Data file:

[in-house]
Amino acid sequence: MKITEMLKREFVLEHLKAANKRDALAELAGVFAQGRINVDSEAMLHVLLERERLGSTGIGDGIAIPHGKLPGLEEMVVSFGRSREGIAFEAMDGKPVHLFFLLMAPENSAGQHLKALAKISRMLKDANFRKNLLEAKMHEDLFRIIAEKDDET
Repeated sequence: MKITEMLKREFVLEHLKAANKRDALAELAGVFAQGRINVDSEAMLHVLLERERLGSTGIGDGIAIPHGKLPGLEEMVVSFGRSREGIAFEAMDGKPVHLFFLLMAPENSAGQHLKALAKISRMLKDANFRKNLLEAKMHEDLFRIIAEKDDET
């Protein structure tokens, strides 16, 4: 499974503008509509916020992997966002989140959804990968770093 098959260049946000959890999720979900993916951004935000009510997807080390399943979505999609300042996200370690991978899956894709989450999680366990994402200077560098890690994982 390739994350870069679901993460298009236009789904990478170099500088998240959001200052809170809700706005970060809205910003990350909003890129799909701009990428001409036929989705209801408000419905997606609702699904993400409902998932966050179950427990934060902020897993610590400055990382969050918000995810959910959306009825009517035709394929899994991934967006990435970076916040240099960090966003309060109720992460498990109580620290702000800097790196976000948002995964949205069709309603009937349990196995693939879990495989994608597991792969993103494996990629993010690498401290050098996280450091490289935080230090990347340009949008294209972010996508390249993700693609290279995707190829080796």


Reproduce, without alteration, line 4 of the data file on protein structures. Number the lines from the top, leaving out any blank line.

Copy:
């Protein structure tokens, strides 16, 4: 499974503008509509916020992997966002989140959804990968770093 098959260049946000959890999720979900993916951004935000009510997807080390399943979505999609300042996200370690991978899956894709989450999680366990994402200077560098890690994982 390739994350870069679901993460298009236009789904990478170099500088998240959001200052809170809700706005970060809205910003990350909003890129799909701009990428001409036929989705209801408000419905997606609702699904993400409902998932966050179950427990934060902020897993610590400055990382969050918000995810959910959306009825009517035709394929899994991934967006990435970076916040240099960090966003309060109720992460498990109580620290702000800097790196976000948002995964949205069709309603009937349990196995693939879990495989994608597991792969993103494996990629993010690498401290050098996280450091490289935080230090990347340009949008294209972010996508390249993700693609290279995707190829080796």